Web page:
To the surprise of absolutely no one who paid attention to Samsung's hype-building for Unpacked, it had more to reveal about its foldable phone. The device is now officially known as the Galaxy Fold, and much like the prototype we saw back in November, we're looking at a 4.6-inch secondary AMOLED display on the outside, followed by a much larger 7.3-inch Infinity Flex AMOLED screen when the device is unfolded.
It has a price and date, too: a whopping $1,980 when it launches on April 26th (May 3rd for Europe), meaning you'll have about two months to gather all that money while choosing between "Cosmo Black," "Space Silver," "Martian Green" and "Astro Blue."
In terms of resolution, the smaller 21:9 screen comes in at 840 x 1,960, and the main foldable screen is 1,536 x 2,152, with both featuring the same 420 dpi density which is quite high for a tablet. Samsung added that the larger polyimide-based display panel has been tested to withstand 200,000 folds, which equates to over five years of usage if you fold it 100 times a day. That's quite a bold claim, but also a reassuring one if true.
There's no specific mention of the Galaxy Fold's processor model except for a "7nm 64-bit octa-core processor," but Samsung did mention its 12GB RAM plus 512GB UFS 3.0 storage space -- the latter apparently reads twice as fast as other smartphones that are mostly using UFS 2.1 chips. There's also a 4,380mAh battery which is cunningly split across both sides for the sake of weight distribution. It's just a question of whether this amount of juice is adequate for handling that larger panel while offering multi-tasking at the same time.
Gallery: Samsung Galaxy Fold | 51 Photos
Gallery: Samsung Galaxy Fold | 51 Photos
Speaking of battery, much like the S10 and S10+, the Galaxy Fold also does wireless charging as well as Wireless Powershare -- you'll be able to use it to wirelessly charge other devices, including the freshly announced Galaxy Buds.
Compared to the bulky prototype we saw on the dimly-lit stage, the Galaxy Fold is thankfully much slicker. When folded, the device comes in at 17mm thick, but when fully open, that goes down to 6.9mm -- even slimmer than the 7.8mm-thick S10 and S10+ announced today. Interestingly, Royole's FlexPai still manages to beat the Galaxy Fold's folded thickness by 1.8mm; and it's also able to fold down completely flat, unlike the Galaxy Fold due to its hinge.
In Samsung's defense, the Galaxy Fold does pack more components. In addition to the extra screen, bigger battery, wireless charging coil and dual AKG speakers, this device also has a total of six cameras to ensure all three sides -- front and back when folded plus the tablet side when opened -- are covered.
You have a main triple set consisting of a 16MP f/2.2 123-degree ultra-wide shooter, a 12MP f/2.4 telephoto camera with optical stabilization, and a 12MP dual-pixel wide camera also with optical stabilization plus variable aperture -- f/1.5 and f/2.4. Then there's a dual selfie camera set on the tablet screen side: you'll be using the 10MP dual-pixel f/2.2 wide camera, which is assisted by an 8MP f/1.9 RGB depth camera. Sadly, this part eats up some of the screen space at the top right corner, but it's otherwise a near-all-screen tablet. Last but not least, when folded, you still have a 10MP dual-pixel f/2.2 front camera.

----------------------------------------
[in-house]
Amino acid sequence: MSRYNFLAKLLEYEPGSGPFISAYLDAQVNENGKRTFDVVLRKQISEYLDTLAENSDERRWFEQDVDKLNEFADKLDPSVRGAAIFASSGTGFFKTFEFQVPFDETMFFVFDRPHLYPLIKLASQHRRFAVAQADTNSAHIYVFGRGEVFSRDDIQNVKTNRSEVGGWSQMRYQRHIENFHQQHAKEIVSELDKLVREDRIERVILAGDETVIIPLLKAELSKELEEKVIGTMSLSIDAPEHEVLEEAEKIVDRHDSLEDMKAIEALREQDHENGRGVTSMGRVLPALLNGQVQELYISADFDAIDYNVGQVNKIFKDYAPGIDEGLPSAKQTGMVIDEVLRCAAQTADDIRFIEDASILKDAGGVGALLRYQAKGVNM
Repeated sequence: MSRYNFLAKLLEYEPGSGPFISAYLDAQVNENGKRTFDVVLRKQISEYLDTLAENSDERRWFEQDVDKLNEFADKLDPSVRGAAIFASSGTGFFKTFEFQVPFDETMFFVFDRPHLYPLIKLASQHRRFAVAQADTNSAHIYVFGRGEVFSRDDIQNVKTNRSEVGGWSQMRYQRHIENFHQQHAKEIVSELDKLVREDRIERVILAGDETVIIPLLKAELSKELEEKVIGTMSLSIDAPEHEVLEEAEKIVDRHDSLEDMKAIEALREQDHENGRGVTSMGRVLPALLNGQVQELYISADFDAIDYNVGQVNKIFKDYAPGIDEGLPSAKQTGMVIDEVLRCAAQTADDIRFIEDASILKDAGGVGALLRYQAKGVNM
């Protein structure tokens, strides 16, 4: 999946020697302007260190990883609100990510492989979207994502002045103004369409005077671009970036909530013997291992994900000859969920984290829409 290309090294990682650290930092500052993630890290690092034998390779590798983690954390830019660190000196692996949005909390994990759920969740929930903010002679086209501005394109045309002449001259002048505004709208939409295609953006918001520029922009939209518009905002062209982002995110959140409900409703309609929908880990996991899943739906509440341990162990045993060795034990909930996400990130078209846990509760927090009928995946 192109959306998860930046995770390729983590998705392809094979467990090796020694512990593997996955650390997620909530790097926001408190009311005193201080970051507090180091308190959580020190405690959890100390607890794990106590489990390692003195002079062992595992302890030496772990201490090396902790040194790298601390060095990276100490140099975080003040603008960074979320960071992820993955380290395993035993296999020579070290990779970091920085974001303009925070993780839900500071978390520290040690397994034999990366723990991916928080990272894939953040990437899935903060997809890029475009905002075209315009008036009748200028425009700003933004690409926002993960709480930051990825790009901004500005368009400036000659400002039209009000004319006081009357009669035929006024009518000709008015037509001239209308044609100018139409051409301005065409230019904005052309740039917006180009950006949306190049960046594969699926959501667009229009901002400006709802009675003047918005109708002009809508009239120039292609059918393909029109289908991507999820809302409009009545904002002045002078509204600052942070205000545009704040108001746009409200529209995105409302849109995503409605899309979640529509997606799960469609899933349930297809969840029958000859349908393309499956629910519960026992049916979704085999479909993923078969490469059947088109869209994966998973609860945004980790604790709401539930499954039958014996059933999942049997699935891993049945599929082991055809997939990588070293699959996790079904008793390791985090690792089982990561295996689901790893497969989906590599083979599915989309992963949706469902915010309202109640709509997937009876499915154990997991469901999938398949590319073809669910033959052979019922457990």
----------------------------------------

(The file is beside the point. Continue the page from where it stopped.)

As announced at the earlier developer conference, Samsung has been working closely with Google to make sure users get the most out of this new mobile form factor. With App Continuity, this Android 9 device lets you switch between both screens while staying in the same app, as shown on stage using Google Maps and Netflix. Similarly, when an app notification pops up on the front display, simply unfold to launch the app on the larger screen -- though you may have to unlock the device first using the fingerprint reader on the frame.
We also saw a slick demo of Multi-Active Window. The demonstrator had WhatsApp, Chrome and YouTube running side by side (Galaxy Fold will be shipped with YouTube Premium, by the way), and he was able to enlarge one of those apps by simply dragging it into the larger window. It was indeed a good demo, but as always, we shall see how the device fares in real life -- it's all down to app compatibility at the end of the day.
So far, the Galaxy Fold seems to be a well-polished package with good intentions. The specs check out, the screen is apparently durable, the software seems slick, and there's no shortage of cameras no matter which way you hold the device. The only problem here is the price: at almost $2,000, the Galaxy Fold is clearly not for everyone, but you have to give Samsung credit for wholeheartedly pushing the envelope. And of course, the competitors -- which in turn become Samsung Display's potential clients -- are undoubtedly figuring out how to follow suit, which is exactly what this slowing mobile market needs right now.
Kris Holt contributed to this article.